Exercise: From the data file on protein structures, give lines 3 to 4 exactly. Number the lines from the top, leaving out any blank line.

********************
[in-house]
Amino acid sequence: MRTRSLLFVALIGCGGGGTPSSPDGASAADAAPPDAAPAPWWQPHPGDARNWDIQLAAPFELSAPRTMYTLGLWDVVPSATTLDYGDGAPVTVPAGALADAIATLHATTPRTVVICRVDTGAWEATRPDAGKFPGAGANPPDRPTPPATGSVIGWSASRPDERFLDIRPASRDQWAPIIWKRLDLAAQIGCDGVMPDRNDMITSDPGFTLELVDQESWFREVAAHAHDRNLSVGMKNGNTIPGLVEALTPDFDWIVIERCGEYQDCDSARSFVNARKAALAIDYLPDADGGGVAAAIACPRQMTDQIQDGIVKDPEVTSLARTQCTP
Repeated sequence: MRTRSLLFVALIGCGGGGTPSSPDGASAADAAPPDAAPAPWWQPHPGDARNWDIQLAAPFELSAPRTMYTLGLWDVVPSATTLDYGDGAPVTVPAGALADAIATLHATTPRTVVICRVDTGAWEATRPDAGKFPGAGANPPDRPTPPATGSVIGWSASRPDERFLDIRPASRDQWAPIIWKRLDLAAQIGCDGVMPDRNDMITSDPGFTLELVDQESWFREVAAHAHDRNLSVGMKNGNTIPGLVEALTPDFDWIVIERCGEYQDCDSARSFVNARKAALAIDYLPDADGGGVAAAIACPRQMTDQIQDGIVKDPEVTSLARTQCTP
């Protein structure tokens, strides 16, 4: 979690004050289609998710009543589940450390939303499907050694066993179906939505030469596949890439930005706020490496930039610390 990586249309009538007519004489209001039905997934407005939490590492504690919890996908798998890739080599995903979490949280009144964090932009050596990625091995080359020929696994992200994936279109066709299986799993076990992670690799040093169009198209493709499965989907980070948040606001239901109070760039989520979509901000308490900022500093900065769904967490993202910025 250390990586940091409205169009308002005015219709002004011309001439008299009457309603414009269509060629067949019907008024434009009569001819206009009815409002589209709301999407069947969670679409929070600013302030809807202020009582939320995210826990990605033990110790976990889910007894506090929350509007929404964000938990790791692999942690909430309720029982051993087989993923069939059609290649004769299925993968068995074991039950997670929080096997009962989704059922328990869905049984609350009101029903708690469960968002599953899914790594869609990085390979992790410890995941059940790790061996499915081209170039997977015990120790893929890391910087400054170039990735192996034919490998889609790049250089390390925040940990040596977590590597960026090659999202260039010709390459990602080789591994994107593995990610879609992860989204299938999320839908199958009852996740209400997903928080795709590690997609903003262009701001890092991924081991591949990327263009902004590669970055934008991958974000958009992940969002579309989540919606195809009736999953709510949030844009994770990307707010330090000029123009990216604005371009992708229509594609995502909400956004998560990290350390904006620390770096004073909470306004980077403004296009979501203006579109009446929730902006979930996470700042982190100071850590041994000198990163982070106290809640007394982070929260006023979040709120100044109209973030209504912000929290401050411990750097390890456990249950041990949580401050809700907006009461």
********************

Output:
Repeated sequence: MRTRSLLFVALIGCGGGGTPSSPDGASAADAAPPDAAPAPWWQPHPGDARNWDIQLAAPFELSAPRTMYTLGLWDVVPSATTLDYGDGAPVTVPAGALADAIATLHATTPRTVVICRVDTGAWEATRPDAGKFPGAGANPPDRPTPPATGSVIGWSASRPDERFLDIRPASRDQWAPIIWKRLDLAAQIGCDGVMPDRNDMITSDPGFTLELVDQESWFREVAAHAHDRNLSVGMKNGNTIPGLVEALTPDFDWIVIERCGEYQDCDSARSFVNARKAALAIDYLPDADGGGVAAAIACPRQMTDQIQDGIVKDPEVTSLARTQCTP
């Protein structure tokens, strides 16, 4: 979690004050289609998710009543589940450390939303499907050694066993179906939505030469596949890439930005706020490496930039610390 990586249309009538007519004489209001039905997934407005939490590492504690919890996908798998890739080599995903979490949280009144964090932009050596990625091995080359020929696994992200994936279109066709299986799993076990992670690799040093169009198209493709499965989907980070948040606001239901109070760039989520979509901000308490900022500093900065769904967490993202910025 250390990586940091409205169009308002005015219709002004011309001439008299009457309603414009269509060629067949019907008024434009009569001819206009009815409002589209709301999407069947969670679409929070600013302030809807202020009582939320995210826990990605033990110790976990889910007894506090929350509007929404964000938990790791692999942690909430309720029982051993087989993923069939059609290649004769299925993968068995074991039950997670929080096997009962989704059922328990869905049984609350009101029903708690469960968002599953899914790594869609990085390979992790410890995941059940790790061996499915081209170039997977015990120790893929890391910087400054170039990735192996034919490998889609790049250089390390925040940990040596977590590597960026090659999202260039010709390459990602080789591994994107593995990610879609992860989204299938999320839908199958009852996740209400997903928080795709590690997609903003262009701001890092991924081991591949990327263009902004590669970055934008991958974000958009992940969002579309989540919606195809009736999953709510949030844009994770990307707010330090000029123009990216604005371009992708229509594609995502909400956004998560990290350390904006620390770096004073909470306004980077403004296009979501203006579109009446929730902006979930996470700042982190100071850590041994000198990163982070106290809640007394982070929260006023979040709120100044109209973030209504912000929290401050411990750097390890456990249950041990949580401050809700907006009461």